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A Review of the Standards of Procedural Fairness in Workplace Investigations
Issues regarding procedural fairness in workplace investigations are on the rise. This is a good time to review standards of fairness and provide investigation tips we often share with clients. 

Employers conduct investigations in a number of different contexts, including Workers’ Compensation incidents, bullying and harassment complaints, and employee misconduct allegations. The level of procedural fairness required in these investigations depends on the type of decision being made. For instance, in a case where an employer is considering termination of employment, the procedure will be closer to the “gold standard.” For a minor issue (for instance, a warning letter for lateness), the procedural requirements can be less stringent. 

What is the “gold standard” of procedural fairness for investigations? It requires, among other things: 
  • The right to notice of allegations and notice of the investigation process
  • The right to oral or in-person submissions before the investigator
  • The right to disclosure of information the investigator is using
  • The right to present evidence (for instance, witnesses)
  • The right to seek legal advice
  • A speedy resolution
  • An impartial decision maker
 When faced with conducting a workplace investigation, we recommend the following:
  • Receive the complaint (or observe the incident)
  • Decide who should be in charge of the investigation (someone who is unbiased; in certain circumstances, it is advisable to hire a third party investigator)
  • Review any relevant policies and follow applicable procedures (for instance, a Bullying and Harassment Policy)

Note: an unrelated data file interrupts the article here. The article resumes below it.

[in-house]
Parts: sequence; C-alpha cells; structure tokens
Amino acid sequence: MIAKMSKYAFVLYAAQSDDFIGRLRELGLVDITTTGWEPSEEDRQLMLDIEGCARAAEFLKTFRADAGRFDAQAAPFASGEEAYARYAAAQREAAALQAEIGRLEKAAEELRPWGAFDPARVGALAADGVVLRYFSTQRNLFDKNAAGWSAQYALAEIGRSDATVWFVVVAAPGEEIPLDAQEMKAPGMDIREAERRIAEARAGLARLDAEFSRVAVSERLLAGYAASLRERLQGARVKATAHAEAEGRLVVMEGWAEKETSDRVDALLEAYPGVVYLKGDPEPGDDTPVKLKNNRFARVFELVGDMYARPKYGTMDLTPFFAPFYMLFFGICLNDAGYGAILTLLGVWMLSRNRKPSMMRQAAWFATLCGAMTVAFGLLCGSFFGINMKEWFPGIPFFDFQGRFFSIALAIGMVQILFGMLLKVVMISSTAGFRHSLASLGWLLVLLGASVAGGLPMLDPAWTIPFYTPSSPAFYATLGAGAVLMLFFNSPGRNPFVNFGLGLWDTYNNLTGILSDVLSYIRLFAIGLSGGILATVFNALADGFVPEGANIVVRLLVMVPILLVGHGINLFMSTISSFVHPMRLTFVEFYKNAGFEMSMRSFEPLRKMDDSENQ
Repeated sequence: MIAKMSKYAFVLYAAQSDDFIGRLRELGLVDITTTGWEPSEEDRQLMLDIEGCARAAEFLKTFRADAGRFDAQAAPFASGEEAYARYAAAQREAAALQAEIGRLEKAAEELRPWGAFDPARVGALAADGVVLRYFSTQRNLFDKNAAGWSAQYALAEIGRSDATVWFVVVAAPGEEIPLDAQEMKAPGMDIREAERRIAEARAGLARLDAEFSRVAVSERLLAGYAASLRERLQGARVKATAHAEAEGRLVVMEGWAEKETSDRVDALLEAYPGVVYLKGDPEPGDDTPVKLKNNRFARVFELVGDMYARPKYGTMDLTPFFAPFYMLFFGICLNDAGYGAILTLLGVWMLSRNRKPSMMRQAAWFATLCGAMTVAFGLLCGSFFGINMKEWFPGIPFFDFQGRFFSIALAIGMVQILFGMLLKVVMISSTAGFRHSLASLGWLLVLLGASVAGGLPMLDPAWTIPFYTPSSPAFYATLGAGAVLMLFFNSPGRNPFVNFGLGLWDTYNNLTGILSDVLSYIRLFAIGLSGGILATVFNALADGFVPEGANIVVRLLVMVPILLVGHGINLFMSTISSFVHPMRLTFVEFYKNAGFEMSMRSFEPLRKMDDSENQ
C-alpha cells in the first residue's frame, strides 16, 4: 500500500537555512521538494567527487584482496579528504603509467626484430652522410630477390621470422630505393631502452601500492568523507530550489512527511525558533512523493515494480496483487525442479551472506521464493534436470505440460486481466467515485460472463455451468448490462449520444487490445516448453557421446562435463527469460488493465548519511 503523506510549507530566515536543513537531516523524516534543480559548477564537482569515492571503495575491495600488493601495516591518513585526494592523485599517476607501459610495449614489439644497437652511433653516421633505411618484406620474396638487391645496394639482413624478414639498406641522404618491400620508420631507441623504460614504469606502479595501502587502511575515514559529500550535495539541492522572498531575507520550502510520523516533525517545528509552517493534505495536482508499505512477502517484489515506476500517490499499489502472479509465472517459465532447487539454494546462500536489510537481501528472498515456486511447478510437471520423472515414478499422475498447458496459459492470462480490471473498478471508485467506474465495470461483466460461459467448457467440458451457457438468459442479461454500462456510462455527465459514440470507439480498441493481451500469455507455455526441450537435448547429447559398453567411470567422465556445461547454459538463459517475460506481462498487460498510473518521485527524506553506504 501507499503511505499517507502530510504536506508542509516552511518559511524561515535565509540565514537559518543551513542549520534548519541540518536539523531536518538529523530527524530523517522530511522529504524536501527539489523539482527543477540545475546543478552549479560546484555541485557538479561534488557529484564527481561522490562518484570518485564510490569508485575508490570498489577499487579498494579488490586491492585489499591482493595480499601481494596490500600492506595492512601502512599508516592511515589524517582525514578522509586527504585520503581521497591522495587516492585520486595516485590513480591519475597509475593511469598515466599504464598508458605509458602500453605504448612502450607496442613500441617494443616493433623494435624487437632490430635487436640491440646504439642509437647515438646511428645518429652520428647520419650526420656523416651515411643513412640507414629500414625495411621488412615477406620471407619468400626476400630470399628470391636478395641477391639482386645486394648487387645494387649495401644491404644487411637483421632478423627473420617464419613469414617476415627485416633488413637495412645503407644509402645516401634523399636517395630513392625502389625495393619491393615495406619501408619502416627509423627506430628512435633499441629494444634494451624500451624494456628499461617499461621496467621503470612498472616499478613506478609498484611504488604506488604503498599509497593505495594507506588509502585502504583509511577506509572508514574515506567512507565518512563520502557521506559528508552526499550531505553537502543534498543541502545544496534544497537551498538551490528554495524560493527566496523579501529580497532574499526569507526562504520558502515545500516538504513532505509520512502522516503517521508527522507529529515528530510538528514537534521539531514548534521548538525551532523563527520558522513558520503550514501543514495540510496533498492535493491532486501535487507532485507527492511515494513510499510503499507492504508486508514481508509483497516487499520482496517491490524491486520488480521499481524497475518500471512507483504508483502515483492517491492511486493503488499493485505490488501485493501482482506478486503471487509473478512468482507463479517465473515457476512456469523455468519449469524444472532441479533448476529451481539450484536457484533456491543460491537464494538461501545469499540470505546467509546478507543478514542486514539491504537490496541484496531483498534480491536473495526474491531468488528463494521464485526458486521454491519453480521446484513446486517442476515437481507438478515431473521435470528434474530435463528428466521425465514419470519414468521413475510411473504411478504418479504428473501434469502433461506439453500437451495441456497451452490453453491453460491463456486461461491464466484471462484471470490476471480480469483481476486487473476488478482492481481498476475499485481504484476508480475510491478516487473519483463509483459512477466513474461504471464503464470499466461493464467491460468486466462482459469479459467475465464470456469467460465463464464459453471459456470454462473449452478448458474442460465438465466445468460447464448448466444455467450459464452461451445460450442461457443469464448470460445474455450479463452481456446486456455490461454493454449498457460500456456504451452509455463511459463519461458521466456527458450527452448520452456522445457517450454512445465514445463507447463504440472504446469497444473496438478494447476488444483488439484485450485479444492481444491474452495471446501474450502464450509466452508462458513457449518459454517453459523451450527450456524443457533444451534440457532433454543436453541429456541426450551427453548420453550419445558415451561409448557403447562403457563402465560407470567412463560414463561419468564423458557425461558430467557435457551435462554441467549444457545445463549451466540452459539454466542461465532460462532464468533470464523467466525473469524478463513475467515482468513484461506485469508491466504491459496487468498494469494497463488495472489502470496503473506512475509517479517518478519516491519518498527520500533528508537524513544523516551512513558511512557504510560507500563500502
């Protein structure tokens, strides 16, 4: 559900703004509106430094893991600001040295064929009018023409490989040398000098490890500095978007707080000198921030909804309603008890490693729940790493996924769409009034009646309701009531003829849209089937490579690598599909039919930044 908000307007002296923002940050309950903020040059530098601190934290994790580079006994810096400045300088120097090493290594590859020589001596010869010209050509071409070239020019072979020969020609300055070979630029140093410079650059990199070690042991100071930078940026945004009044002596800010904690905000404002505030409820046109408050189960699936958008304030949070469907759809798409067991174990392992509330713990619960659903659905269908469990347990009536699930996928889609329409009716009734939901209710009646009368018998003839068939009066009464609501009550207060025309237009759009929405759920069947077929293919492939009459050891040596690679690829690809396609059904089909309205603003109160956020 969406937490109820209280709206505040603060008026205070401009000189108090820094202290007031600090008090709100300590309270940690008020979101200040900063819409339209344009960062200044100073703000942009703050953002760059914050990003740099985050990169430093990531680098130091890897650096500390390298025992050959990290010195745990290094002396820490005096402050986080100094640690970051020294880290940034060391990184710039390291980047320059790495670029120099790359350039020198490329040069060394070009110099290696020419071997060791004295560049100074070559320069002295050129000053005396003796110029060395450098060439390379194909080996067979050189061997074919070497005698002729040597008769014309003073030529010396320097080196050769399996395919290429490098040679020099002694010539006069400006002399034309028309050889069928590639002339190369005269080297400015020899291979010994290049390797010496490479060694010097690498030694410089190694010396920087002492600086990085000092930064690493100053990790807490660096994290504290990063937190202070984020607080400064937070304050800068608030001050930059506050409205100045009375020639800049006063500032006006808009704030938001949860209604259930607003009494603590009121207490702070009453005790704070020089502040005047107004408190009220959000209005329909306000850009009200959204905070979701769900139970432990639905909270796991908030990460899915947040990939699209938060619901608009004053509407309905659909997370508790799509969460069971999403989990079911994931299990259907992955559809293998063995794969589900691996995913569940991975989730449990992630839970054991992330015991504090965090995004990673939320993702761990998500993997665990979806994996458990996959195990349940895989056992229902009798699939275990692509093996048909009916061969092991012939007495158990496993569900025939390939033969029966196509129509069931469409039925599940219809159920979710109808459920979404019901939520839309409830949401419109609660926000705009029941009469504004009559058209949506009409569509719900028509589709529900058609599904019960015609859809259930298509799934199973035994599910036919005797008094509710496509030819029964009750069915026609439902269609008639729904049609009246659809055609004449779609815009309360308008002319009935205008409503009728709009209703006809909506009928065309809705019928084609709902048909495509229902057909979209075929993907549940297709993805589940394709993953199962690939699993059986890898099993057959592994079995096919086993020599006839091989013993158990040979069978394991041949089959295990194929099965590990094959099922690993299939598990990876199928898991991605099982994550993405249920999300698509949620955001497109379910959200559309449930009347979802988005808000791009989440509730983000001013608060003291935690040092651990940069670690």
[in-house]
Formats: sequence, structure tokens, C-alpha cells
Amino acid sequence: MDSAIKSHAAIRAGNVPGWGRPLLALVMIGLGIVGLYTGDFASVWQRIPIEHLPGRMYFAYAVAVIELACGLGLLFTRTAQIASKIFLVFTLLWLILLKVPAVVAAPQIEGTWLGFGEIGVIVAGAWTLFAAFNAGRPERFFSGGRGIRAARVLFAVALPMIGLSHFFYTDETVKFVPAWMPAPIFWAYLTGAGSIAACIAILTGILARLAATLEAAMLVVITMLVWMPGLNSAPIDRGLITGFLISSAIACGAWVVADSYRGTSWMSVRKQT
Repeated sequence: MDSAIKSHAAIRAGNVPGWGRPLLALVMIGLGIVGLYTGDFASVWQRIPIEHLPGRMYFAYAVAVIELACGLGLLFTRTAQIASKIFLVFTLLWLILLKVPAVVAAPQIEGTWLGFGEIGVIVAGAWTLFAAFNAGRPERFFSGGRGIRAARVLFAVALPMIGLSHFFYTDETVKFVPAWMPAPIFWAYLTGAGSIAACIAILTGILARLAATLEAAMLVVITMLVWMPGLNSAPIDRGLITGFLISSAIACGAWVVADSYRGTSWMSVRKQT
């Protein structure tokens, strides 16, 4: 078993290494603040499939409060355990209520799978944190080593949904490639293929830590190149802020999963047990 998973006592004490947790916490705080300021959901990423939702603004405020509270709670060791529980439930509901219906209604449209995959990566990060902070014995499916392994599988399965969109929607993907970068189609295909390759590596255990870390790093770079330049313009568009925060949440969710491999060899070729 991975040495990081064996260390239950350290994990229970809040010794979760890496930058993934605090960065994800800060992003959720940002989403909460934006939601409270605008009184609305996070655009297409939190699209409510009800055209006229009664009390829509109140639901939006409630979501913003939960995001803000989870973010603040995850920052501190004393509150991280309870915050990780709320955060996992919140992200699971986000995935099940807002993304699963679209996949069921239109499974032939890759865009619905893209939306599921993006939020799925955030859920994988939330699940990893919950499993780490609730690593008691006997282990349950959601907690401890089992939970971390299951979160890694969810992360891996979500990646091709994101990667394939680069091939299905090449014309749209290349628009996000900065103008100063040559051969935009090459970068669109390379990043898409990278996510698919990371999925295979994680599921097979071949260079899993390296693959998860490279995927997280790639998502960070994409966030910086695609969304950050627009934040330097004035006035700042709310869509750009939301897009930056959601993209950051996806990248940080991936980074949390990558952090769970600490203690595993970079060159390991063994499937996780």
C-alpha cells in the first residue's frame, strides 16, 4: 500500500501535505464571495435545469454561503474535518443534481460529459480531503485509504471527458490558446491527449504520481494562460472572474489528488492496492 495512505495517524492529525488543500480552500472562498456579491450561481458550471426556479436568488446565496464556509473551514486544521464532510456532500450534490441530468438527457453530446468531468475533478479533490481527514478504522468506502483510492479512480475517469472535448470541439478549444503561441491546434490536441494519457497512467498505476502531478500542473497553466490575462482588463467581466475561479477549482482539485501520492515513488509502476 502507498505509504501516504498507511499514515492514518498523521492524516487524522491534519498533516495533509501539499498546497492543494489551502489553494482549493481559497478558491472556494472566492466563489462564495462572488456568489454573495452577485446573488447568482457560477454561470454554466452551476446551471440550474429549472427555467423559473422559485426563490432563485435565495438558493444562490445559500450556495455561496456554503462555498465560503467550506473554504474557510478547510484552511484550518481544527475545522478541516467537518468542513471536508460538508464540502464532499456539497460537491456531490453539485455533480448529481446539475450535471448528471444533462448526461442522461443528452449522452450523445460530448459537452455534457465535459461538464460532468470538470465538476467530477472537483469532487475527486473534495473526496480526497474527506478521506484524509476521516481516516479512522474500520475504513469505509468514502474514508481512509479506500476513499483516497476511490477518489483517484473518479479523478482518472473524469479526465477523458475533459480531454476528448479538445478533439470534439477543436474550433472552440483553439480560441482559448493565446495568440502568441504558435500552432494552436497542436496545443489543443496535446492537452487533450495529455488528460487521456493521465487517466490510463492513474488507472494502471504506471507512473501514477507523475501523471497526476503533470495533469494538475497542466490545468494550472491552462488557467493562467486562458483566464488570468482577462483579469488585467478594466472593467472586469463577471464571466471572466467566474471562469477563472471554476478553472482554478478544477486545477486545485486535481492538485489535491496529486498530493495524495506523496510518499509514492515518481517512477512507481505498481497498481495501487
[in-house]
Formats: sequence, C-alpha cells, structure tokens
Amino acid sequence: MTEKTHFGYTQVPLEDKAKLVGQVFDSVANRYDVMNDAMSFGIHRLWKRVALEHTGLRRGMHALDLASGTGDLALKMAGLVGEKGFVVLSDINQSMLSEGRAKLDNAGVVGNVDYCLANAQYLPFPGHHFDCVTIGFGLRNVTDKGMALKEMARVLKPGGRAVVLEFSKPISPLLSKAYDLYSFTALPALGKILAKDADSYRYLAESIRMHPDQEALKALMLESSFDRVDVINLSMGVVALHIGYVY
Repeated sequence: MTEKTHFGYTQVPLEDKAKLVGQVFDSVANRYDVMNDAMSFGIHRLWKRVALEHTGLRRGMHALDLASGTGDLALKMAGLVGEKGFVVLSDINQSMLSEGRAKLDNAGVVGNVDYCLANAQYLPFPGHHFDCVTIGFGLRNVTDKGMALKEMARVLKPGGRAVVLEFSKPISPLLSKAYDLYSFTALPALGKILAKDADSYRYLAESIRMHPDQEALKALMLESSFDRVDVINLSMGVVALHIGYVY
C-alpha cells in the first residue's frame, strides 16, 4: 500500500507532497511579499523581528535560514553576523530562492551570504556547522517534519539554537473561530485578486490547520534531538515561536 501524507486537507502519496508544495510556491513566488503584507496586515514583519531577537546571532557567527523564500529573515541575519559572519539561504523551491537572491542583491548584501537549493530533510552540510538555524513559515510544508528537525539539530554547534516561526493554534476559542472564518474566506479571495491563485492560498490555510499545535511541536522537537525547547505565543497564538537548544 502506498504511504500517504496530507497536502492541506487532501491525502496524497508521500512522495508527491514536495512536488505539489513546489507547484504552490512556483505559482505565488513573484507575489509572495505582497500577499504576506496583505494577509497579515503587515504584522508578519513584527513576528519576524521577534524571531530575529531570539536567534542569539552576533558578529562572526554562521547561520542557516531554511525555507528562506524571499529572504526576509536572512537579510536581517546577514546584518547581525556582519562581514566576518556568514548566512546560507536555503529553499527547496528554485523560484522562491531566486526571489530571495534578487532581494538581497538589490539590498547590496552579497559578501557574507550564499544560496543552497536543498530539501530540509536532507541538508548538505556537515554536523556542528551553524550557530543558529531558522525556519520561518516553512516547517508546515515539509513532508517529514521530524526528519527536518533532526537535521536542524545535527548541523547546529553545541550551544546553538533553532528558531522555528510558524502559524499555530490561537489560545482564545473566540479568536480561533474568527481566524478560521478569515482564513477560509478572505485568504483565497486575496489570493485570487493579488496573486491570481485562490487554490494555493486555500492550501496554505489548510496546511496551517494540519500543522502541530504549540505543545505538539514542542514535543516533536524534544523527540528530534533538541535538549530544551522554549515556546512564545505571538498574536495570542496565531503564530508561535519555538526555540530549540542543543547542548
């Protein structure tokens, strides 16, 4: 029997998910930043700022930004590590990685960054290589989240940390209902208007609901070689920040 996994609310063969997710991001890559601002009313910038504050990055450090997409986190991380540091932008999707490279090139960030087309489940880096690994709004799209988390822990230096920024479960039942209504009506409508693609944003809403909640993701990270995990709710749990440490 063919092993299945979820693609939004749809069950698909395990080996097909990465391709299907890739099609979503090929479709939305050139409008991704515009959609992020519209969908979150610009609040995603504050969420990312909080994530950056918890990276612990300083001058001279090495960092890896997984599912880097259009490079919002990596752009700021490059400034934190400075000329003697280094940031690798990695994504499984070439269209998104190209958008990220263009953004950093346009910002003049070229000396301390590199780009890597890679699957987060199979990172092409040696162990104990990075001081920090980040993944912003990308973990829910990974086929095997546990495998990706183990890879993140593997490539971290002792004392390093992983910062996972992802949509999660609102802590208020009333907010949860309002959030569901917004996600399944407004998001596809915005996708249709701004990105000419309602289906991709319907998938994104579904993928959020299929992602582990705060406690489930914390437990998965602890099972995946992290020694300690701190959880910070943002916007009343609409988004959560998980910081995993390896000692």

• Conduct interviews
  • Ensure there is a shop steward present in a unionized environment
  • Ensure the presence of more than one employer representative in interviews (or using a third party investigator)
  • Take careful notes
  • Inform participants of confidentiality
  • Put allegations to the respondent and provide them with an opportunity to respond 
In conducting interviews, investigators should: 
  • Ask open-ended questions
- Incorrect: “Billy harassed you, right?”
- Correct: “How would you describe your interactions with Billy in the workplace?”
  • Ask Who, What, When, Where, Why, and How questions
- Get specifics “What words did he use?”, “What time did this occur?”
- Ask if there is any other evidence or any other witnesses
  • Consider what evidence you are allowed to use and what evidence cannot be used (for instance, evidence obtained in violation of privacy laws)
  • Consider the evidence
- If necessary, go back and conduct further interviews
 
Finally, to conclude an investigation, we recommend:
  • Making a Decision
- Writing down the reasons
  • Determining the consequences
- General: amending/creating policies, training
- Determining the specific discipline for the employee – warning, suspension, removal of duties, discharge
- Implementing work-split arrangements may be required where two employees cannot continue working together
  • Communicating the outcome to affected parties
- Discipline/discharge meeting with employee (and shop steward)
- Letting the complainant (if any) know that the matter has been investigated, the general outcome of investigation, and that appropriate corrective measures have been taken
  • Finalizing the investigation notes and keeping the file confidential
The Labour and Employment Group at Lawson Lundell LLP has experience in all types of workplace investigations. We can assist with:
  • Developing investigation protocols
  • Drafting bullying and harassment policies
  • Conducting workplace investigations
  • Training managers and supervisors in investigation procedures
  • Responding to complaints including union grievances
 
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Lawson Lundell's Labour and Employment Law Blog provides updates on the most recent legal developments impacting the Canadian workplace and offers practical tips for employers. We cover a range of topics, including labour relations, employment law, collective bargaining, human rights, employment standards, employment equity, workers' compensation, business immigration, privacy, occupational health and safety and pensions and employee benefits. 

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